In terms of the strategic layer, North & South is a relatively light affair. Players (yes you can play side-by-side multi-player), place and control armies across a map of the USA, capturing and ceding territory as they move from state to state. Armies are formed and replenished by rail. Therefore, where possible, it is important to gain control of those states containing stations. Players need also to be wary of environmental conditions. Storms provide a constant hindrance, whilst the ever-vigilant Native American, perched on the western border, will randomly decide to assail an army, wiping it out. Likewise, a sleepy Mexican, enjoying a siesta, will occasionally awake to throw a bomb into Texas, killing any occupying troops. There is certainly fun to be had in managing the map, but the real appeal of North & South is where the action is at. Whenever two armies would otherwise occupy the same state, a battle ensues.
Battles can either be resolved automatically or through short, action-driven sequences played out on terrain maps. In battle, each army is represented by units of infantry, cavalry, and artillery. Player’s move, charge and shoot these units at the enemy until they either wipe out the opposition or force them into retreat. The process, whilst thoroughly enjoyable, has little of the tactical nuance one might expect of a modern strategy title and probably owes more to arcade shooters such as Space Invaders or Galaxian than anything else.
Aside from the boardgame-like strategy player and the arcade battles, North & South also leverages a third genre the platformer. Across the map are located several forts which, like the train stations, are strategically significant. Unlike other states, those containing a fort cannot be captured by simply moving an army into the territory. Instead, the player must attempt to seize the stronghold by playing out a platform mini-game. In this mini-game, the player must race from one end of the fort to the other, dodging traps, guard dogs, and enemy soldiers, whilst a timer mercilessly ticks down. The same is true should one of your armies attempt to capture a train (carrying gold) in your enemy’s territory. These brief platform sequences are surprisingly challenging and I remember a genuine sense of achievement whenever I completed one (usually after several attempts).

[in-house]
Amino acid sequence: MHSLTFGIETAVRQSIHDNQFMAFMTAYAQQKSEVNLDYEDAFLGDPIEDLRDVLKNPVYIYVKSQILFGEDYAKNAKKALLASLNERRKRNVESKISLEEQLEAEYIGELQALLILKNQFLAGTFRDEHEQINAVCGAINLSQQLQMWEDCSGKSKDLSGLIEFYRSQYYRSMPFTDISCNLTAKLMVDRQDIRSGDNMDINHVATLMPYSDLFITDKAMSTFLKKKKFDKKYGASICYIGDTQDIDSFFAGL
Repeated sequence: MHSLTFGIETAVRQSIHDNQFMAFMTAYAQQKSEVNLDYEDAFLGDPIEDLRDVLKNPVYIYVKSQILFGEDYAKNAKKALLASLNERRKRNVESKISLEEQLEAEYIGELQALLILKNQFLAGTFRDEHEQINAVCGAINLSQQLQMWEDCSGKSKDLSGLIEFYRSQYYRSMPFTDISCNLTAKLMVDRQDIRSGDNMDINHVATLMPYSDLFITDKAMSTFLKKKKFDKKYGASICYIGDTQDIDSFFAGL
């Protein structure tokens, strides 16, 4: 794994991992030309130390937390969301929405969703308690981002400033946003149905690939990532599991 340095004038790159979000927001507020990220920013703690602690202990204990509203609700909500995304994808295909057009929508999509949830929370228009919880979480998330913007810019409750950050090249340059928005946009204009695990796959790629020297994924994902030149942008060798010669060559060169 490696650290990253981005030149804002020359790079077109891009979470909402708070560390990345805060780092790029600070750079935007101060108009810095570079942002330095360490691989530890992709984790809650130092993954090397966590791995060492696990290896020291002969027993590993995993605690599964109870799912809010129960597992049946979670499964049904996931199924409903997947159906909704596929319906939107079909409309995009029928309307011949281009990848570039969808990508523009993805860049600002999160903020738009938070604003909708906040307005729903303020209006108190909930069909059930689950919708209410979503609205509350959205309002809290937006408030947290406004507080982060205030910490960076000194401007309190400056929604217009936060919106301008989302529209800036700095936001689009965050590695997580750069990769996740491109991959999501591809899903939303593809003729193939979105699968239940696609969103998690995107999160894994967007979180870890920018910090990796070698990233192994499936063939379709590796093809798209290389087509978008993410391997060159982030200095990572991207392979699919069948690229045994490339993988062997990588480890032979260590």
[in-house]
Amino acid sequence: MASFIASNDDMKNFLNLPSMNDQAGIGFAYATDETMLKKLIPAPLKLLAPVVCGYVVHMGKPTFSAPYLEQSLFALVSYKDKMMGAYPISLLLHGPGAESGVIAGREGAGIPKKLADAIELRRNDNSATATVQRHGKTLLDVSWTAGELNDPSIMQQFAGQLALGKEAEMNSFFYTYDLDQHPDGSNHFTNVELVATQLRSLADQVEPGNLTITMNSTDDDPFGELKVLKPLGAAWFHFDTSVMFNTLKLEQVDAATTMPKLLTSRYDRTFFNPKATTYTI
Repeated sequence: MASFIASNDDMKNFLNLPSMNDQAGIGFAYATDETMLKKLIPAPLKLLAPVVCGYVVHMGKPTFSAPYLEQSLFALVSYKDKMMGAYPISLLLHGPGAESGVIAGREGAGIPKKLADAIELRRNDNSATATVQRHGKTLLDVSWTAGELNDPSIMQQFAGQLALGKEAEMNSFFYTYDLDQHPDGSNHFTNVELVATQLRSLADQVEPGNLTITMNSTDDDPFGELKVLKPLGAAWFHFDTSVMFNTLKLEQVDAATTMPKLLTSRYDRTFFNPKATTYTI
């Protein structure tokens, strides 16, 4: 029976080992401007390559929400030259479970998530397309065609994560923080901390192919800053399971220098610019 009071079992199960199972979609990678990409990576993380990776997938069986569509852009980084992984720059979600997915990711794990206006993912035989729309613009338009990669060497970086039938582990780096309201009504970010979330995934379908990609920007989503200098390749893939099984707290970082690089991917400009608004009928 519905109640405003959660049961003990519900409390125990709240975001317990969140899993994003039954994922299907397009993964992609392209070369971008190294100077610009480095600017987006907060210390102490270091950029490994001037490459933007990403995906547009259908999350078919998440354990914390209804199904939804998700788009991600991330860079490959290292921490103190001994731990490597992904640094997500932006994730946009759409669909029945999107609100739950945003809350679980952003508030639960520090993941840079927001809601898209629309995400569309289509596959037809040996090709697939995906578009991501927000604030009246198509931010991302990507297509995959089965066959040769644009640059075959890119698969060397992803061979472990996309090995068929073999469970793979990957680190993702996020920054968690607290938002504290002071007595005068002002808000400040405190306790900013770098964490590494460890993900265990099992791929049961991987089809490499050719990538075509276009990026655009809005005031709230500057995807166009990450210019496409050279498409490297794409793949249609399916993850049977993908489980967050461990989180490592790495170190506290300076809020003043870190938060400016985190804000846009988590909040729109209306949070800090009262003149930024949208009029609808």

What amazed my young mind about North & South was less the quality of each individual game component, but the sum of its parts. In an era where games were largely limited to one mode of gameplay, North & South had multiple layers. And this multi-level gameplay seems to have been precisely the intention of the lead developer, Stephane Baude who recalls:
The gist of it was to offer dual-layer gameplay, with both a tactical map of the American Civil War, to move units around on, and an action phase to determine the outcome of each battle.Stéphane Baude
From XCOM: UFO Defense, to Lords of the Realm, to the Total War titles, dual-layer gaming has long been a feature of the strategy genre. As a pioneering effort in multi-layer gameplay, North & South could be said to have played a significant role in establishing this key pillar of modern strategy gaming.
In terms of North & South’s personal legacy, the game enjoyed a high degree of popularity at the time and was ported to many other contemporary systems, including Amstrad, ZX Spectrum, MS DOS & the NES. Contemporary reviews recognized the simple fun that North & South brought to the table. For example, Andy Smith of Amiga Format, who awarded an overall score of 74%, praised the game’s multiplayer element:
“It’s simple stuff, but very enjoyable. The computer opponent is not the world’s smartest, so it’s not too difficult to beat. Play against a human with the arcade sequences turned on and things become a lot more interesting.”
Amiga Action, on the other hand, which granted an overall score of 84%, was particularly glowing in its praise of the game’s visuals, stating that the graphics were:
“Quite simply brilliant. Each stage features a wealth of cartoon-quality graphics, which move realistically. The backdrops are bright and colourful, and the presentation is faultless.”
Whilst it never spawned any sequels, North & South has enjoyed an afterlife of sorts through three remakes: The Blue Coats: North vs South (2012), by Microids; North & South: The Game (2012) by bitComposer Entertainment AG, and The Bluecoats: North & South (2020), again by Microids.
*Quotations taken from Thomas Ribault, Hardcore Gaming 101 Presents Epopee – Tales from French Game Developers (2019). Available in hard copy and e-book from Amazon.
Quick Gameplay Footage